Robbie Simpson exceeded his own expectations when finishing a close second behind legendary Spanish athlete Kilian Jornet at the Sierre-Zinal World Cup series mountain race in Switzerland.
Jornet, who set a record time of 2hr 25min 35secs in 2019, won for the ninth time, clocking 2:31:44 for the 31k course, which includes 2,200m of ascent and 800m of descent.
Simpson, who had finished runner-up on three previous occasions, was lying in 10th position, more than two mins behind the Spaniard after 12k. But the Deeside man powered through the field over the closing stages to finish just 42secs adrift in 2:32:26.
Italy’s Ceasare Maestre took third position in 2:33:51, while Eritrea’s Petro Mamu, who defeated Simpson to take top spot in 2016, dropped back to finish 29th after sharing the lead with Jornet for a long way.
Simpson said: “I had zero expectations beforehand as my focus has been on the Orsières-Champex-Chamonix (OCC) 55K ultra trail race later in the month. I really wasn’t sure how I’d get on at Sierre-Zinal.
“I just wanted to run it without worrying about how it would work out. I was still keen to test myself, but I wasn’t going to be concerned if I’d finished say 15th.
“But it ended up being one of my best runs here. I think it’s the fastest time I’ve got from eight appearances in the race, so I’m happy with that.
“I was able to pace it sensibly, but it was quite difficult watching a lot of guys going away from me early on. Some of them started ridiculously fast to try to get a position once we got on to the narrow trails.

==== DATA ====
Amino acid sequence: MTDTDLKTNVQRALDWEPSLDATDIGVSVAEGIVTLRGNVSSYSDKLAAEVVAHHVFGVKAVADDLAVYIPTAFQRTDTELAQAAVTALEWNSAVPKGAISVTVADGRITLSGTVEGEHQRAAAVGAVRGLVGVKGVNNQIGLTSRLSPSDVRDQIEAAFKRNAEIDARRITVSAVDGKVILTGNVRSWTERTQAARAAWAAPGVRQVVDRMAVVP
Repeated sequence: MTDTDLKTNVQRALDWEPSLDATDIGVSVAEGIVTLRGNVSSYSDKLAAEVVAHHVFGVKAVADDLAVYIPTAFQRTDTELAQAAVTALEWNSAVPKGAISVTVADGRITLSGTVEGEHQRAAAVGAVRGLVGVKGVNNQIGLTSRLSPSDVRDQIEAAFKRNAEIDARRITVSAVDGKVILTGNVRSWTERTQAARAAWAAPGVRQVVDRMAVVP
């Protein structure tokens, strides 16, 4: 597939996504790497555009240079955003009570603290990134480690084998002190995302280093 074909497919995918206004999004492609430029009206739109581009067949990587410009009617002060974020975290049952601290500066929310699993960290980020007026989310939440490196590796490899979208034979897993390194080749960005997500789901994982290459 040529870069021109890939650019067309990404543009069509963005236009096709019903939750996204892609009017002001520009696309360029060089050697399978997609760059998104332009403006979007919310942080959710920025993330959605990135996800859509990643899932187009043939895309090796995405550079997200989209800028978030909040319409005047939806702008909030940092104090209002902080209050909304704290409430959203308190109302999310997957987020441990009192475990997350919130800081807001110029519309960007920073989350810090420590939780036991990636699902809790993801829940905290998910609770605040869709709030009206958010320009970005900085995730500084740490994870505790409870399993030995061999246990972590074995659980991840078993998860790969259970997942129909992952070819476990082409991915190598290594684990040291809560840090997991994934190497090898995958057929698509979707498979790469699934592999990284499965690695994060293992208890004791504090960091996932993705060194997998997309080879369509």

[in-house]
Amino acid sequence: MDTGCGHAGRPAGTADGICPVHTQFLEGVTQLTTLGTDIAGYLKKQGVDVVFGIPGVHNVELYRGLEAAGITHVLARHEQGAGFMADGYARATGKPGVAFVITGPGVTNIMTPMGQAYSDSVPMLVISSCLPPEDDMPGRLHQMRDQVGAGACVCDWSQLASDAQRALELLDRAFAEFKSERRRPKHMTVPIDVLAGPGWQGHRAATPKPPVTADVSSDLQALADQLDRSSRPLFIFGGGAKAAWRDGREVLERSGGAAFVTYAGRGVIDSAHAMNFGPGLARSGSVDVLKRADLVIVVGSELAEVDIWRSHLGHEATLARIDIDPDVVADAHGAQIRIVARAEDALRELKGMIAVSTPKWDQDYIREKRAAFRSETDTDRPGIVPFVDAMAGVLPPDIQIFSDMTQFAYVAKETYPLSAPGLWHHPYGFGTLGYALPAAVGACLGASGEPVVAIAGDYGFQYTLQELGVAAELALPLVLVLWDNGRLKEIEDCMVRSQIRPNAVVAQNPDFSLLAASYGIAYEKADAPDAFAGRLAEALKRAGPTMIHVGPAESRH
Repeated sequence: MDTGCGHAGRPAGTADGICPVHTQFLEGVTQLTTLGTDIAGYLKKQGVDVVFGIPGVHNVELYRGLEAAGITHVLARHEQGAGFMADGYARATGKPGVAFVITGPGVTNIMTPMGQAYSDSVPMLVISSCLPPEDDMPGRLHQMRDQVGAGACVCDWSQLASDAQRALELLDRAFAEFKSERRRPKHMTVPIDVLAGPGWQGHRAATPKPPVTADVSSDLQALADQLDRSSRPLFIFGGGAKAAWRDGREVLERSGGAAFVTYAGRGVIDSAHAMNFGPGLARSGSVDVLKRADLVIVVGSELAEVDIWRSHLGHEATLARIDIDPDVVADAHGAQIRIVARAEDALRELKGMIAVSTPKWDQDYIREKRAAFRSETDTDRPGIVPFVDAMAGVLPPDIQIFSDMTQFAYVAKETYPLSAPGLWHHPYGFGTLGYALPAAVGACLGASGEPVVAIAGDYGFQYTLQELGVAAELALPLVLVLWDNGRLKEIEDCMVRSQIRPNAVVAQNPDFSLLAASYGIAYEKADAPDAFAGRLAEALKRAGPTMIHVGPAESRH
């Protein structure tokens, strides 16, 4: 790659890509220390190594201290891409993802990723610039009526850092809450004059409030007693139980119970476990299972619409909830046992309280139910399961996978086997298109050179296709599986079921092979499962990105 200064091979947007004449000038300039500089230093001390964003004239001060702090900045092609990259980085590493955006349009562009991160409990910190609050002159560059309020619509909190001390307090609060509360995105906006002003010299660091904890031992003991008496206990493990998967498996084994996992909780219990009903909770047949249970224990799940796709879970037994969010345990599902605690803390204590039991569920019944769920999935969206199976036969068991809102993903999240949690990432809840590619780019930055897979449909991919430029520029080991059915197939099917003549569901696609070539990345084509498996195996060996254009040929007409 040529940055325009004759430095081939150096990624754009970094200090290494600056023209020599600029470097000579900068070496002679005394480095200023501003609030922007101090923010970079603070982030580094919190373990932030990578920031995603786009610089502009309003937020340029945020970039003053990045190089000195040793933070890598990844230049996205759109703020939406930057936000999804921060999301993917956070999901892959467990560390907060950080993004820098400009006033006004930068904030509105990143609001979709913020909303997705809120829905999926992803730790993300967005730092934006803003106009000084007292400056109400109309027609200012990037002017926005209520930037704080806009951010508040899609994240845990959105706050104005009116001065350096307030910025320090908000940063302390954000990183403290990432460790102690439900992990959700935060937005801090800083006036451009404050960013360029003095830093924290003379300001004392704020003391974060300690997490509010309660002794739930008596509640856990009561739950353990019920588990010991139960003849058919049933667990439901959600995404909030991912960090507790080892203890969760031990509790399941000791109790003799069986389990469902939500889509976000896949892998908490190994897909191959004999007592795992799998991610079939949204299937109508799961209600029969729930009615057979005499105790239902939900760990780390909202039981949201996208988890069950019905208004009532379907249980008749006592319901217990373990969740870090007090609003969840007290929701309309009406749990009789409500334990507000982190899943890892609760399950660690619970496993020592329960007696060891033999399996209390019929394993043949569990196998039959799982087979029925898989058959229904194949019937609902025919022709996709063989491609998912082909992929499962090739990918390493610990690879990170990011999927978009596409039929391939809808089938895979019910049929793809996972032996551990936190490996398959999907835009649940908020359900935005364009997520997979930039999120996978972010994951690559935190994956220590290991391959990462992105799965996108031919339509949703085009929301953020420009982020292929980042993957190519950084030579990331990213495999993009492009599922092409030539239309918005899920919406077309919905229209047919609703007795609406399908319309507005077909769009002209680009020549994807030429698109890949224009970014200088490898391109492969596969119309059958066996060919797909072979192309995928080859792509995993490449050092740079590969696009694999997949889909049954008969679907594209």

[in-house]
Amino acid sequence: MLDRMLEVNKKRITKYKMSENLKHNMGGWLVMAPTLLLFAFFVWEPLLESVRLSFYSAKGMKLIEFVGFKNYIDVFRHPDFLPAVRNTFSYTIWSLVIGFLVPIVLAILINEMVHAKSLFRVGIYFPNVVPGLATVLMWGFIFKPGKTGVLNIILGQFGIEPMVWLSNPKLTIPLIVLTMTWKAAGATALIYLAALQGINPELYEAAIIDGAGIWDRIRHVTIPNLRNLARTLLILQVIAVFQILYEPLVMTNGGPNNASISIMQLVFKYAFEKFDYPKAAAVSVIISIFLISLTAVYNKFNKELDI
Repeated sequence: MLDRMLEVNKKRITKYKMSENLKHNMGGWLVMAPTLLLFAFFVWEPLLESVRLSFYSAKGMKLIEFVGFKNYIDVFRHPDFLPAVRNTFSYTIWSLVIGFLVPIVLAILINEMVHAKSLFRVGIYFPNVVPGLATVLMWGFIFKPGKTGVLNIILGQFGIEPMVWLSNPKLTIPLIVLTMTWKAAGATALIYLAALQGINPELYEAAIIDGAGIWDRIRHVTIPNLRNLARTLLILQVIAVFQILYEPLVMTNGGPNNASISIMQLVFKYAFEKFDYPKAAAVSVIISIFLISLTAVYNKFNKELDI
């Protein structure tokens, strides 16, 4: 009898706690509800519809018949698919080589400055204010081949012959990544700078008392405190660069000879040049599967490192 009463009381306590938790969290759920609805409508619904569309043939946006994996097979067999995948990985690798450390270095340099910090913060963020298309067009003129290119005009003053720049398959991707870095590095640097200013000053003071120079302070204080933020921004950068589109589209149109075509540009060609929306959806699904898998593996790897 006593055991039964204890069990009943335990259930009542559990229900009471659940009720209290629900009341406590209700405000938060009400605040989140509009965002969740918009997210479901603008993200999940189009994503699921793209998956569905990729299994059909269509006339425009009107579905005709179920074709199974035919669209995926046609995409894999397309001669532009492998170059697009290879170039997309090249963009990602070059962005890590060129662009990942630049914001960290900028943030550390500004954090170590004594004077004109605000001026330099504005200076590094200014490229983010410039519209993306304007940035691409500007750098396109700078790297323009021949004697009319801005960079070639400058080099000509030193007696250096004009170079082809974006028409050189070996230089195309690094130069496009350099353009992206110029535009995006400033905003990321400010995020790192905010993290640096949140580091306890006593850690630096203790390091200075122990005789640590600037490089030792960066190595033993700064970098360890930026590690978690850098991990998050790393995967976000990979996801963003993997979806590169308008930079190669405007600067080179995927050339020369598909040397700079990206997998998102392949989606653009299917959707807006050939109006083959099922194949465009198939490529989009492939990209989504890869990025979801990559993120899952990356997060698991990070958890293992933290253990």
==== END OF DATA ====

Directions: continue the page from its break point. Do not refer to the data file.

“But I took it relatively easy to begin with and then began to move through the field.
“The most positive aspect was that I ran the descent much better than before. But there was plenty of incentive as there was a string of guys lined up ahead of me and I just picked them all off.
“I’ve lost the race on that section before, so it was good to feel so strong this time.
“I never saw Kilian until the finish, but I’m happy to have got so close to him after being so far behind. He was maybe able to relax before the finish as he knew he had a big lead, although he did look quite tired. I’m not sure if he’s in as good shape as he has been before.”
Simpson now has three weeks to finalise his preparations for the 55k OCC race, which will offer a different challenge.
The race, which includes 3,500m of elevation gain, takes its name from the three principal communities it passes through. It starts from Orsières in Switzerland, passes through Champex and finishes in Chamonix.
Coach says Aberdeen Olympian Zoey Clark has done ‘exceptionally well’
Zoey Clark can hold her head high after making two impressive and noteworthy appearances for the Great Britain 4x400m relay squad at the Tokyo Olympics.
That’s the considered opinion of her long-time coach Eddie Mckenna, who was immensely proud of the way the Aberdeen athlete conducted herself in Japan.
Clark ran in the heats of the mixed relay, helping her side reach the final by setting a national record time.